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post #3677 of 36326 Old 07-25-2016, 02:45 PM
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I ran a couple tests last night that prove that while the settings are not engaging and changing in standard mode for hdr content, the tv is absolutely 100% in hdr mode. I can do a write up later for others to replicate the test. I'm assuming that eventually a FW update will correct the issue, but the picture itself won't change because hdr is already working. So no worries right now peoples.
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post #3678 of 36326 Old 07-25-2016, 02:51 PM
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Same here n2speed125. My wife liked the curved, but I picked up the flat. I totally understand the appeal and it definitely pulls you in. The only advise I can give you is don't over think it and take everything you read in A/V threads with a grain of salt. Knock on wood, I've not run into any issues. But I'll admit I'm still trying to find time to get past the set up menu. Unfortunately I've been non stop adulting since I received mine.
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Official Samsung KS8000/8500 Owners Information PDF
Living Room: LG 55LE5500 Sony BDP‑BX510 XBox 360 w/Kinect
Bedroom: VIZIO E470VL VIZIO VSB200 Sound Bar Sony BDP‑BX510 XBox 360
Inner Sanctum: Samsung 65KS8000, Halo XBox One, GoW Xbox 360, Onkyo HT-S5300
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[quote=Fizoore;45530529]
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Originally Posted by acefr View Post

It is connected right to the one connect box(the 3rd hdmi port) , and can I ask what is Avr ?
Try your FireTV on a different new 4K TV (that support HDCP2.2) and see if it outputs 4K correctly. AVR is audio video receiver, which is not your problem since you connected your FireTV directly to the TV.
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post #3680 of 36326 Old 07-25-2016, 03:02 PM
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Originally Posted by massew View Post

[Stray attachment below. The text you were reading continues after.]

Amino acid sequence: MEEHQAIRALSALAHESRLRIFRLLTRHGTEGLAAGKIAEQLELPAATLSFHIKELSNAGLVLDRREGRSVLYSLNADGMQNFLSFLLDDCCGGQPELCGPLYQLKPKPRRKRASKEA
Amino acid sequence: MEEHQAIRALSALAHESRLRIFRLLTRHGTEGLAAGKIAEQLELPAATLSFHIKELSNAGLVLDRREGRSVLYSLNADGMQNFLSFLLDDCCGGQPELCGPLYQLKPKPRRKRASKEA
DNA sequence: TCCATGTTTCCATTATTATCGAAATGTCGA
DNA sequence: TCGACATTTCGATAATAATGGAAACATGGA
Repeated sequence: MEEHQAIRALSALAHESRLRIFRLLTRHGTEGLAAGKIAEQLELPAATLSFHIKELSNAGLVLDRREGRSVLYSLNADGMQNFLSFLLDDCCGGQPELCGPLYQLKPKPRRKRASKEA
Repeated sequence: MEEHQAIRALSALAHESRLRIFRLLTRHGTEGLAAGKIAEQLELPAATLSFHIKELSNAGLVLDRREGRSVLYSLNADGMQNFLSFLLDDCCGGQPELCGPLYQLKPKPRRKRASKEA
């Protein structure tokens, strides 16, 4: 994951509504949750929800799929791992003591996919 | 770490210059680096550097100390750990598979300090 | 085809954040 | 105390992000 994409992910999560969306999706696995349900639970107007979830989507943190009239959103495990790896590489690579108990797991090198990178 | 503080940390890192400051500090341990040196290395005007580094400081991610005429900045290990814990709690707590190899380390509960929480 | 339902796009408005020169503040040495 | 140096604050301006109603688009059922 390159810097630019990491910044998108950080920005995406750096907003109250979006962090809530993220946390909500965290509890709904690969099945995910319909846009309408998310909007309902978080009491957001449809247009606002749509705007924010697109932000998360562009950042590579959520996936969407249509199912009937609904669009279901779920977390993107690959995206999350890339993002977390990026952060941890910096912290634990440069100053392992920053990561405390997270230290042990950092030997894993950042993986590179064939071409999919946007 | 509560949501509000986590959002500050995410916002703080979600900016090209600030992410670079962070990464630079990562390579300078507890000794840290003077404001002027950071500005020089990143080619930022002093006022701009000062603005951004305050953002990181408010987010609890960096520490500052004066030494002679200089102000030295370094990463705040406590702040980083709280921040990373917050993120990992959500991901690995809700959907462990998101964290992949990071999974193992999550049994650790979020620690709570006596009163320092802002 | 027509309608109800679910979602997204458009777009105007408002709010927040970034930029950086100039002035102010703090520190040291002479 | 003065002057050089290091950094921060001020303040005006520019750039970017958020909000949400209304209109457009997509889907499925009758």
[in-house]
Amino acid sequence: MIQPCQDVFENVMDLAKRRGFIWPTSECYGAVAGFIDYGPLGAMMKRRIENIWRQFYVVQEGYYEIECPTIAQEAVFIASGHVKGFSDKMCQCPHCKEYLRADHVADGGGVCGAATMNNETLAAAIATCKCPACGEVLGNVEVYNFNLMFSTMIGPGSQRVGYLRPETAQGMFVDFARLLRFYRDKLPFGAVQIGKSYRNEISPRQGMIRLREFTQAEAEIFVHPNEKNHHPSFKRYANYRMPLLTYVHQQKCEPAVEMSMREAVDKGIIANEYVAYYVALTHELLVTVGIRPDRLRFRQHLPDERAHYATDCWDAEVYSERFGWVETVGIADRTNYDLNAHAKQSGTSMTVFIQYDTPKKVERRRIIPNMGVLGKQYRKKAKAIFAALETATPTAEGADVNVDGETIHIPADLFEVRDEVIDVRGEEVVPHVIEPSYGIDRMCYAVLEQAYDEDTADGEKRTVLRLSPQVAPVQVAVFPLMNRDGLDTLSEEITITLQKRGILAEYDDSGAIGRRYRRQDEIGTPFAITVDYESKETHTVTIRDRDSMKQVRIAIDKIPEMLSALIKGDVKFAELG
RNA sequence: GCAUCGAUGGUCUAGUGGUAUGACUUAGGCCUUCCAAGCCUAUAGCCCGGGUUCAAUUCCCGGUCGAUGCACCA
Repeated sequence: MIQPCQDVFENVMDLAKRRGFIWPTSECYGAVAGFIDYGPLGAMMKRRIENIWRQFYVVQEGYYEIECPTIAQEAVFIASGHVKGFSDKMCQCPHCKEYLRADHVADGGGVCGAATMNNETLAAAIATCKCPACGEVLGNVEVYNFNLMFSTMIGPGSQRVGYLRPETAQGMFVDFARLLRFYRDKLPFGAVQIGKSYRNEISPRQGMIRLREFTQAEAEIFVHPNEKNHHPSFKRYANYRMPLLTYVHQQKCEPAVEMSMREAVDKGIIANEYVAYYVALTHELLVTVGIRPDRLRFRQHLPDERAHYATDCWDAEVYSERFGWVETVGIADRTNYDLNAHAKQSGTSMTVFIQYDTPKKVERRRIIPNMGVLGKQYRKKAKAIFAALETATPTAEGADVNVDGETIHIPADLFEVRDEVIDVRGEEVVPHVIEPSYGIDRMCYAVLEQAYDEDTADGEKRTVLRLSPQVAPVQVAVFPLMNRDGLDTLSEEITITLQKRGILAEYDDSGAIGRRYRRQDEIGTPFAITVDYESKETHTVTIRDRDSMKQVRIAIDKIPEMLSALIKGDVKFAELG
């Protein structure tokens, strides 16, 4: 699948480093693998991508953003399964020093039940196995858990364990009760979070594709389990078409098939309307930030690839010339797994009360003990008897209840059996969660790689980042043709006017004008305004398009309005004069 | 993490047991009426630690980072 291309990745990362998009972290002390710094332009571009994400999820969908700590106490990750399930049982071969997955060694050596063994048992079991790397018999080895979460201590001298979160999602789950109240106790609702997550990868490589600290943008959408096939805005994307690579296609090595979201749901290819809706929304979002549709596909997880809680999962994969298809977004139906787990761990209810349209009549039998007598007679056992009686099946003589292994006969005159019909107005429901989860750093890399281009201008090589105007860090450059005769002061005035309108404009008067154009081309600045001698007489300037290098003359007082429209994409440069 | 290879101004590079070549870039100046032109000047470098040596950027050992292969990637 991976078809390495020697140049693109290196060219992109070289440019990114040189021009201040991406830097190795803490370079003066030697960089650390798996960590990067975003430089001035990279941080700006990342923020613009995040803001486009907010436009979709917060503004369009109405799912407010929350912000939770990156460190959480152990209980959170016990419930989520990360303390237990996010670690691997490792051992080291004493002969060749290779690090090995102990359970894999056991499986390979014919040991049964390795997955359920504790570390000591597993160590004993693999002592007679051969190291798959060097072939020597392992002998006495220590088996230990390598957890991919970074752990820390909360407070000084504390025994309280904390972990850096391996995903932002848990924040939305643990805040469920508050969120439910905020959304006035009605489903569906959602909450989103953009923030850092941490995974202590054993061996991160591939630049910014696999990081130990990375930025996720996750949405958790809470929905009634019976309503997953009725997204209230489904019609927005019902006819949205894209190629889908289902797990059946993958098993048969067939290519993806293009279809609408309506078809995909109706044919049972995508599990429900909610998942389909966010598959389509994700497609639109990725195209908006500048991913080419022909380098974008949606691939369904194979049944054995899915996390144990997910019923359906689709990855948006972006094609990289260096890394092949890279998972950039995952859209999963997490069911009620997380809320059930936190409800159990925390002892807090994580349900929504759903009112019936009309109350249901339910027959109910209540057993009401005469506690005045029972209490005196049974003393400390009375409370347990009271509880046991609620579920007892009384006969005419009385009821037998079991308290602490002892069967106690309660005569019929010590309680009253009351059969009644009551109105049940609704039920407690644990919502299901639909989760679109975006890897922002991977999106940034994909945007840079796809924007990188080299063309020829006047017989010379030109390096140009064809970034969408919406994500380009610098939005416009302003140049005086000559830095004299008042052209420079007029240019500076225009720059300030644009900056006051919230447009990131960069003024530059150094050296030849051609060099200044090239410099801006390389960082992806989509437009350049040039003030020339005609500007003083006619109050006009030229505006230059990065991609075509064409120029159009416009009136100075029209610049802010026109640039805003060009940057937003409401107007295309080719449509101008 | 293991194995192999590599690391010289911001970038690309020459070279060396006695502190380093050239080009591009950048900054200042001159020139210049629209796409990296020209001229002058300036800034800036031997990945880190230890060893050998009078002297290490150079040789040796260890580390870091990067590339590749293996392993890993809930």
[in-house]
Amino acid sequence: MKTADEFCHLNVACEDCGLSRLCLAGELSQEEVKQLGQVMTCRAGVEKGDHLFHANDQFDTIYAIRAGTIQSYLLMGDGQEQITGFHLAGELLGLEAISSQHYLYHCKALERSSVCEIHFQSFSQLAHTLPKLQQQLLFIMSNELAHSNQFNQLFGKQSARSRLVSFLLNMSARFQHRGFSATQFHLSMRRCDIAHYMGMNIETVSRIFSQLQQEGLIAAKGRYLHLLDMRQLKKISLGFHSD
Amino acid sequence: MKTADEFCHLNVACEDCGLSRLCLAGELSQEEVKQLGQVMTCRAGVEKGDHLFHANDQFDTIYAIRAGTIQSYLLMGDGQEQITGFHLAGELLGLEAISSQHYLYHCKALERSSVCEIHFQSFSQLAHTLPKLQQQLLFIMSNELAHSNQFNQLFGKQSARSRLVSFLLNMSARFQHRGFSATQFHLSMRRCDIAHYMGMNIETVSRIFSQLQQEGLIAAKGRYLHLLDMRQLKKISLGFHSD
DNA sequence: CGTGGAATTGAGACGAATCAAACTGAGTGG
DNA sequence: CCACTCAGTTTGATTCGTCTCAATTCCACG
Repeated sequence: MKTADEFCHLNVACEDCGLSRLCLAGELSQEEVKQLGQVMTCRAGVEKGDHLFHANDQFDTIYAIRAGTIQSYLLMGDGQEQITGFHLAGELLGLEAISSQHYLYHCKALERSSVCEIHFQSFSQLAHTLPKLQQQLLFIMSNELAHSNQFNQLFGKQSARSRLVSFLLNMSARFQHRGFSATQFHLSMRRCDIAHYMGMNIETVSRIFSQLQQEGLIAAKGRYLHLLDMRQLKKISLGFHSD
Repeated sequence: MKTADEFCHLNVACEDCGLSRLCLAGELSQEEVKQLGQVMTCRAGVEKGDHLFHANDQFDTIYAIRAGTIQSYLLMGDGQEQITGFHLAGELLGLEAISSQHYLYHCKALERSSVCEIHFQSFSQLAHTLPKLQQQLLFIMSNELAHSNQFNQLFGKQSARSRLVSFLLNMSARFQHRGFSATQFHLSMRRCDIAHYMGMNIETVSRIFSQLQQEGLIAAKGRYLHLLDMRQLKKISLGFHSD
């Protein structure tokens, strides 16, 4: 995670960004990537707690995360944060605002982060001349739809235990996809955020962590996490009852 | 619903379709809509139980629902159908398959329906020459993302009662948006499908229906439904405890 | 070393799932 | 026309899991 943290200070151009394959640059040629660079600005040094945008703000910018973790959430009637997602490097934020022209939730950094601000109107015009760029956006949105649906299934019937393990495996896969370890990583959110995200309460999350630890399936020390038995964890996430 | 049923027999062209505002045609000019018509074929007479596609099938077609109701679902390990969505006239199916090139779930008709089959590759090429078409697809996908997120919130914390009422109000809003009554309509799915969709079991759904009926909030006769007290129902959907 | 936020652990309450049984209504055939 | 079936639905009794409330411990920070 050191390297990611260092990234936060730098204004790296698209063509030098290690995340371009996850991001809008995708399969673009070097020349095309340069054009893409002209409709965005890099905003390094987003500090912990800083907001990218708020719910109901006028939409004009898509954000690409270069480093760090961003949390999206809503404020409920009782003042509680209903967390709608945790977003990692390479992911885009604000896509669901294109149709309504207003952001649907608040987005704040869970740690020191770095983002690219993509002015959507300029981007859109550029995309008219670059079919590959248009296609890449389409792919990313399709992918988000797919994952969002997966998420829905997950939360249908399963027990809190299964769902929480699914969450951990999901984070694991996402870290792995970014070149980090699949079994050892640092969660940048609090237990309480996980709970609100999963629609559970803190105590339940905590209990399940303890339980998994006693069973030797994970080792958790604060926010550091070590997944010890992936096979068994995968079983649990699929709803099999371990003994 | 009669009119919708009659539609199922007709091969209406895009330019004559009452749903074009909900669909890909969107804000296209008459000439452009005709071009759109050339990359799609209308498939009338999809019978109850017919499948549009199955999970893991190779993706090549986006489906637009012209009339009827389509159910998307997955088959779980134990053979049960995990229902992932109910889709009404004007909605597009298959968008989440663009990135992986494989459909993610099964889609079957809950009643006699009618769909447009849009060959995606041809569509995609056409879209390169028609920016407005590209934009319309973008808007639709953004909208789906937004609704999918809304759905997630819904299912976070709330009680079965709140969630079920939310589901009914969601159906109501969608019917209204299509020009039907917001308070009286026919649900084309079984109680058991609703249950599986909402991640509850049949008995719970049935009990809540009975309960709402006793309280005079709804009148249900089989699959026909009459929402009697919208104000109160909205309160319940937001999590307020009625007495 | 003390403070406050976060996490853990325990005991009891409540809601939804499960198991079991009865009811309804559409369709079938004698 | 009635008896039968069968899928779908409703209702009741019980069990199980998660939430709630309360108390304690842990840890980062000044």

Youtube 4K

How do I know that the video is playing in 4K instead of HD.

Before Playing, There is a 4K icon on the video.
When playing, It is saying HD beside number of views.

?
There are a few YouTube 4K video cannot be played in 4K on this TV. I suspect it may use one of the encoding not supported by the TV, so it falls back to HD. However, most of the 4K video will play as 4K, as you can tell from the start of the video the 4K mark at the start of video and the picture quality is better. If you got an ad, just exit the ad and re-select the same 4K video and it should play in 4K. Otherwise, after the ad, the 4k video followed will default to HD.
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Quote:
Originally Posted by massew View Post
Youtube 4K

How do I know that the video is playing in 4K instead of HD.

Before Playing, There is a 4K icon on the video.
When playing, It is saying HD beside number of views.

?
When the video is playing if you hit the "go-back arrow" on the remote the header bar will pop up and you will see the resolution listed. A lot of time it may show "HD" if you hit the "go back" arrow again and then reselect the video it will play 4K. I'm not sure why this is, but it is. Some of the times if you do this and continue watching the video and check the video (using the process above) it will have buffered to 4K on its own.
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post #3682 of 36326 Old 07-25-2016, 03:11 PM
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Exclamation RGB, YCbCr, and Chroma Subsampling